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AB0631 Hypersensitivity to Rituximab: A Rapid and Simplified Desensitization Protocol for Patients with Anca-Associated Vasculitis and Other Autoimmune Disorders
  1. A. Berti1,
  2. M.-R. Yacoub1,
  3. G. Colombo1,
  4. L. Moiola2,
  5. C. Campochiaro1,
  6. A. Tomelleri3,
  7. M.G. Sabbadini1,
  8. E. Baldissera1,
  9. L. Dagna1
  1. 1Internal Medicine And Clinical Immunology
  2. 2Neurology
  3. 3San Raffaele University, San Raffaele Scientific Institute, Milan, Italy

Abstract

Background Rapid desensitization protocols for the treatment of drug hypersensitivities is aimed at preventing patients from moderate/severe hypersensitivity reactions (HRs) while providing essential medications. Recently, safety and success of rapid desensitization protocols have been broadly assessed for anti-cancer drugs, including some monoclonal antibodies. At the moment, however, no study addressed the issue of drug desensitization focusing on patients with autoimmune disorders

Objectives We intend to assess the efficacy and safety of a rapid desensitization protocol that we designed for patients with autoimmune diseases who experienced moderate/severe immediate HRs to rituximab (RTX).

Methods RTX infusion followed a standardized, 2-solution, 14-step protocol, which allowed for gradual increases in the infusion rate and drug concentration and allowed for the infusion of the target dose over 5 to 7 hours (depending on the total dose of the drug to be administered). The rate of the infusion was changed every 15 minutes, with each step delivering approximately twice the dose of the previous step (0.04 to 250 mg of RTX/h). The final step (Step 14) maintained a constant rate of infusion to deliver the remainder of the total dose. Patients received systemic steroids and anti-histamines at hour -12, -1, and +4 of RTX administration. The drug was administered in a sub-intensive care unit, with strict monitoring of the vital parameters until 6 hours after the last administration.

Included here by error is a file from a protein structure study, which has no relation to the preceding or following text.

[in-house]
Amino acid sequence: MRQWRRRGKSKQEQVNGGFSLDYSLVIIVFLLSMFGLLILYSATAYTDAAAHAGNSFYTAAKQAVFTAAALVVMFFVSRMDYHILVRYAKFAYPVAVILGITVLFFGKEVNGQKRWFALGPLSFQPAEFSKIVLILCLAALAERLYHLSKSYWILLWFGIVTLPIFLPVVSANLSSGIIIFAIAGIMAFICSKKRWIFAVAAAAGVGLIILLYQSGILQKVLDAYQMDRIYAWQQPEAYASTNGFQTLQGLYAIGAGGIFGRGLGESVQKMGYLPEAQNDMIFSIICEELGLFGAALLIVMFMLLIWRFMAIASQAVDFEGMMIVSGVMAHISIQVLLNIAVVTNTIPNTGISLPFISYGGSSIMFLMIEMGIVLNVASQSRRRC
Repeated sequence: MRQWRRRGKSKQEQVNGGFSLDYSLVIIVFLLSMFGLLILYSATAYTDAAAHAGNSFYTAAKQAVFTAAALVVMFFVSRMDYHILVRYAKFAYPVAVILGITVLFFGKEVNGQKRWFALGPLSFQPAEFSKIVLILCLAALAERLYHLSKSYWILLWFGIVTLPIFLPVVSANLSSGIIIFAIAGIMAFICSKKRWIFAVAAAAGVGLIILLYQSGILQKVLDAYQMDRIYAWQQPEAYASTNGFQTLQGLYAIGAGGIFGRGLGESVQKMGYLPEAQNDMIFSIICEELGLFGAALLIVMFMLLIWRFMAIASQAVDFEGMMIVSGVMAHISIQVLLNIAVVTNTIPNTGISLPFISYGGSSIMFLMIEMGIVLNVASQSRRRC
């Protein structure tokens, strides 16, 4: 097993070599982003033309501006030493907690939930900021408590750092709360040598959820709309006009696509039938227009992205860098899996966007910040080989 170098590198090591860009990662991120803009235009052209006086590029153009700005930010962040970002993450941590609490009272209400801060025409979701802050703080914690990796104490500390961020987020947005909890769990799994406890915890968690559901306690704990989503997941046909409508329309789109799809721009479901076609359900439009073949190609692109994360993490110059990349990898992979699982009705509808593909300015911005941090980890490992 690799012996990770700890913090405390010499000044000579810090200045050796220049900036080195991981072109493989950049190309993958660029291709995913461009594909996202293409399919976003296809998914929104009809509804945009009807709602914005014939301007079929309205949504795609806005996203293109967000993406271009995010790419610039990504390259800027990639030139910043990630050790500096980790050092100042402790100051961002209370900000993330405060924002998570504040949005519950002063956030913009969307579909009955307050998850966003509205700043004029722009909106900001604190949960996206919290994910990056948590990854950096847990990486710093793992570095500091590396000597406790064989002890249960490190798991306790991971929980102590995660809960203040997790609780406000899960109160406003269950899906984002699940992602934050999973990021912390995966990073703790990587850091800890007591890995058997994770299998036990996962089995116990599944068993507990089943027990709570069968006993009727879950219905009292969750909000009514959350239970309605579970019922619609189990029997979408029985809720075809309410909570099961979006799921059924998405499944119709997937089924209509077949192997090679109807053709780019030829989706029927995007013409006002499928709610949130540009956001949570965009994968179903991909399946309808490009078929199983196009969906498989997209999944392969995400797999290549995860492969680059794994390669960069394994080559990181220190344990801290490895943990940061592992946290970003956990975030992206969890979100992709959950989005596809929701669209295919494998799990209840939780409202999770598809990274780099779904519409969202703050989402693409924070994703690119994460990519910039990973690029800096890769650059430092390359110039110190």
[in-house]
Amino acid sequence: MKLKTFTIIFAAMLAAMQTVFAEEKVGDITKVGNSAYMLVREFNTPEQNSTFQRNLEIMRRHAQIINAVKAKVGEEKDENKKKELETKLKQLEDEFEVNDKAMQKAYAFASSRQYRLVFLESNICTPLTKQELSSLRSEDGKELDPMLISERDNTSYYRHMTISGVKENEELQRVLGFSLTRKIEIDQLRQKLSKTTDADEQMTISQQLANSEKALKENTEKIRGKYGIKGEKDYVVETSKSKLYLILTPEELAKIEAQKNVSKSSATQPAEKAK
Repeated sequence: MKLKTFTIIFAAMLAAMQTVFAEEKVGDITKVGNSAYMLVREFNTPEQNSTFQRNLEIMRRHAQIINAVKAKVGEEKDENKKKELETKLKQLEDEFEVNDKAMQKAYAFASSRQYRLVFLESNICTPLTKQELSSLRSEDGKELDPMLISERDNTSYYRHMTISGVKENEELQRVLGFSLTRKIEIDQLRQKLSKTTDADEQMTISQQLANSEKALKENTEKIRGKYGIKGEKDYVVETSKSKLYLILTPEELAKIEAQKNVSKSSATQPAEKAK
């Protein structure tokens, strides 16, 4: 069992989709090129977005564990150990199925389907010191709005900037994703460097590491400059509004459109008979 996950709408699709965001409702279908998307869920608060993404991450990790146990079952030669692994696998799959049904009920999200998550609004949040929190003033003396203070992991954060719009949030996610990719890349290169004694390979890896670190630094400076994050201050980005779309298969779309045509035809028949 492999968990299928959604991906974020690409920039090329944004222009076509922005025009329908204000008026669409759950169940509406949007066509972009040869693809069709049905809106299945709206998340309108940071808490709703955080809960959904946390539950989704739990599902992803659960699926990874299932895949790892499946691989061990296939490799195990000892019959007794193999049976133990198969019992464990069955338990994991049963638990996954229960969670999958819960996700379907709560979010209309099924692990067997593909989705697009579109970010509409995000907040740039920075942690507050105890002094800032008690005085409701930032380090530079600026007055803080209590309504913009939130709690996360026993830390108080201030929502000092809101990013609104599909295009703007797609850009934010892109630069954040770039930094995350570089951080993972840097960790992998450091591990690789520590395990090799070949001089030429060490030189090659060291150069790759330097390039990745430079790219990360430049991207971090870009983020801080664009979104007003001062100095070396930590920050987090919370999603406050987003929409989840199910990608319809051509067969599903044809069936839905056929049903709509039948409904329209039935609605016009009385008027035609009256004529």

Results We treated so far 6 patients with autoimmune disorders who experienced previous moderate or severe HRs to RTX: 2 patients with granulomatosis with polyangiitis (GPA); 1 patients with microscopic polyangiitis (MPA) and 3 patients with neuromyelitis optica (NMO). All patients had detectable circulating serum levels of antibody directed against MPO or PR3 (for MPA and GPA) and AQP4 (for NMO).

For all patients RTX was the only reasonable therapeutic alternative. All patients completed the desensitization protocol successfully and uneventfully. In one patient with NMO, the infusion rate was only temporarily reduced due to mild pruritus, which resolved promptly and allowed the completion of the treatment protocol. All the patients tolerated the following RTX treatment.

Conclusions These preliminary data support the adoption of a rapid desensitization strategy to treat patients with autoimmune disorder who experienced HRs to RTX. In particular, we are the first authors reporting the successful desensitization in patients with ANCA-associated vasculitis.

Since only a mild reaction was noted during desensitization, our simplified protocol seems to be safer if compared to the already published protocols.

Even though a larger cohort of patients will be needed to draw definitive conclusions, the proposed protocol preliminarily showed to be simple, safe and effective.

References

  1. Brown SG. J Allergy Clin Immunol. 2004 Aug;114(2):371-6.

  2. Castells MC, et al. J Allergy Clin Immunol. 2008 Sep;122(3):574-80.

  3. Brennan PJ, et al. J Allergy Clin Immunol. 2009 Dec;124(6):1259-66.

Disclosure of Interest None declared

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